All of ricketybridge's Comments + Replies

Open Thread for February 11 - 17

CFAR style rationality training might sound less impressive then changing around peoples neurology but it might be an approach with a lot less ugly side effects.

It's a start, and potentially fewer side effects is always good, but think of it this way: who's going to gravitate towards rationality training? I would bet people who are already more rational than not (because it's irrational not to want to be more rational). Since participants are self-selected, a massive part of the population isn't going to bother with that stuff. There are similar issues ... (read more)

A few remarks about mass-downvoting

Completely agreed. That's why some subs only do +, no -. I cannot defend the current system. ;-)

Open Thread for February 11 - 17

I think you underrate the existential risks that come along with substantial genetic or neurological enhancements.

It's true, I absolutely do. It irritates me. I guess this is because the ethics seem obvious to me: of course we should prevent people from developing a "supervirus" or whatever, just as we try to prevent people from developing nuclear arms or chemical weapons. But steering towards a possibly better humanity (or other sentient species) just seems worth the risk to me when the alternative is remaining the violent apes we are. (I kn... (read more)

Of course the ethics are obvious. The road to hell is paved with good intentions. 200 years ago burning all those fossil fuels to power steam engines sounded like a really great idea. If you simply try to solve problems created by people adopting technology by throwing more technology at it, that's dangerous. The wise way is to understand the problem you are facing and do specific intervention that you believe to help. CFAR style rationality training might sound less impressive then changing around peoples neurology but it might be an approach with a lot less ugly side effects. CFAR style rationality training might seem less technological to you. That's actually a good thing because it makes it easier to understand the effects. It depends on what issue you want to address. Given how things are going technology involves in a way where I don't think we have to fear that we will have no energy when coal runs out. There plenty of coal around and green energy evolves fast enough for that task. On the other hand we don't want to turn that coal. I want to eat tuna that's not full of mercury and there already a recommendation from the European Food Safety Authority against eating tuna every day because there so much mercury in it. I want less people getting killed via fossil fuel emissions. I also want to have less greenhouse gases in the atmosphere. If you want to do policy that pays off in 50 years looking at how things are at the moment narrows your field of vision too much. If solar continues it's price development and is 1/8 as cheap in 21 years you won't need government subsidies to get people to prefer solar over coal. With another 30 years of deployment we might not burn any coal in 50 years. If you think lack of government will or utility companies are the core problem, why focus on changing human neurology? Addressing politics directly is more straightforward. When it comes to solar power it might also be that nobody will use any solar panels in 50 yea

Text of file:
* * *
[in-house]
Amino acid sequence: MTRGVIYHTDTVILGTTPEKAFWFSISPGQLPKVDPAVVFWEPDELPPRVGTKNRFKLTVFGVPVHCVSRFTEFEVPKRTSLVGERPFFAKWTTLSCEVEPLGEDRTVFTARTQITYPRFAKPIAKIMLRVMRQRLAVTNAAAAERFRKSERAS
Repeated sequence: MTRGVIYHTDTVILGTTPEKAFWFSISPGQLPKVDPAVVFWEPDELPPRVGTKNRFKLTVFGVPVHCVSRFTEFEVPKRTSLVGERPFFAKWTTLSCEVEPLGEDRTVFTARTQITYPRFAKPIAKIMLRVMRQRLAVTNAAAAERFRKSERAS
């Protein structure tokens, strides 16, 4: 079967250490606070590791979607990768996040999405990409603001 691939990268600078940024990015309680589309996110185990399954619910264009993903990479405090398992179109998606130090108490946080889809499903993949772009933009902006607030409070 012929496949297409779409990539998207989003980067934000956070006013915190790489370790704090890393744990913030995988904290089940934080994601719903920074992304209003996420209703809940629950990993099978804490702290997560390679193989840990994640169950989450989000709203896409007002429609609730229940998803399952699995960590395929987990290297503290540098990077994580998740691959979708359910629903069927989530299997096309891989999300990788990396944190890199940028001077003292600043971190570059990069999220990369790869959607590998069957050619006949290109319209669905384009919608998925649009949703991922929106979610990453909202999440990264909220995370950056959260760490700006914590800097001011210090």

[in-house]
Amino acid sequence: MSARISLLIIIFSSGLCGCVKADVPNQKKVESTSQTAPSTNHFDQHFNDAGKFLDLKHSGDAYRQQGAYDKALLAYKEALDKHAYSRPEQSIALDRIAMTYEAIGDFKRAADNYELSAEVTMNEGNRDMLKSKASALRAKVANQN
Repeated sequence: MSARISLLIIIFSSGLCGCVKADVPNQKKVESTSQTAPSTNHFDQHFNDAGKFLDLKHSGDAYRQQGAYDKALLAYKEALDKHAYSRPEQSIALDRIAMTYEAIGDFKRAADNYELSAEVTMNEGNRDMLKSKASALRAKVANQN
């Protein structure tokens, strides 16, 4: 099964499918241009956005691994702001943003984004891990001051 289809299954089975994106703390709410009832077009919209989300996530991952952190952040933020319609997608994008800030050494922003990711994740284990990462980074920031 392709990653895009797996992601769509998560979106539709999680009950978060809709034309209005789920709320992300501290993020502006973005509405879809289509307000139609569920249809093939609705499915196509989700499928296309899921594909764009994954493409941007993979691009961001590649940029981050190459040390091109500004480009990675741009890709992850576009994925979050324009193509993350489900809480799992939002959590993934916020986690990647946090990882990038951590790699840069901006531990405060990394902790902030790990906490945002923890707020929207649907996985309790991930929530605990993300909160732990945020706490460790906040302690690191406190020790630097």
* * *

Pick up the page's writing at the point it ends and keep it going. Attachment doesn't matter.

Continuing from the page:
Open Thread for February 11 - 17

The core question is: "What kind of impact do you expect to make if you work on either issue?"

Do you think there work to be done in the space of solar power development that other people than yourself aren't effectively doing? Do you think there work to be done in terms of better judgment and decision-making that other people aren't already doing?

I'm familiar with questions like these (specifically, from 80000 hours), and I think it's fair to say that I probably wouldn't make a substantive contribution to any field, those included. Given that ... (read more)

A few remarks about mass-downvoting

I agree. Getting downvoted feels bad man, no matter the reason.

This along with the semi-regular accounts of downvote abuse makes me question what advantages a +/- system has over a strictly + system. The ego threat of being downvoted seems more like a contribution deterrent than a learning signal. Is there anyone who could explain to me why the current system is better?
Open Thread for February 11 - 17

Since people were pretty encouraging about the quest to do one's part to help humanity, I have a follow-up question. (Hope it's okay to post twice on the same open thread...)

Perhaps this is a false dichotomy. If so, just let me know. I'm basically wondering if it's more worthwhile to work on transitioning to alternative/renewable energy sources (i.e. we need to develop solar power or whatever else before all the oil and coal run out, and to avoid any potential disastrous climate change effects) or to work on changing human nature itself to better address ... (read more)

The economy is quite capable of dealing with finite resources. If you have land with oil on it, you will only drill if the price of oil is increasing more slowly than interest. If this is the case, then drilling for oil and using the value generated by it for some kind of investment is more helpful than just saving the oil. Climate change is still an issue of course. The economy will only work that out if we tax energy in proportion to its externalities. We should still keep in mind that climate change is a problem that will happen in the future, and we need to look at the much lower present value of the cost. If we have to spend 10% of our economy on making it twice as good a hundred years from now, it's most likely not worth it.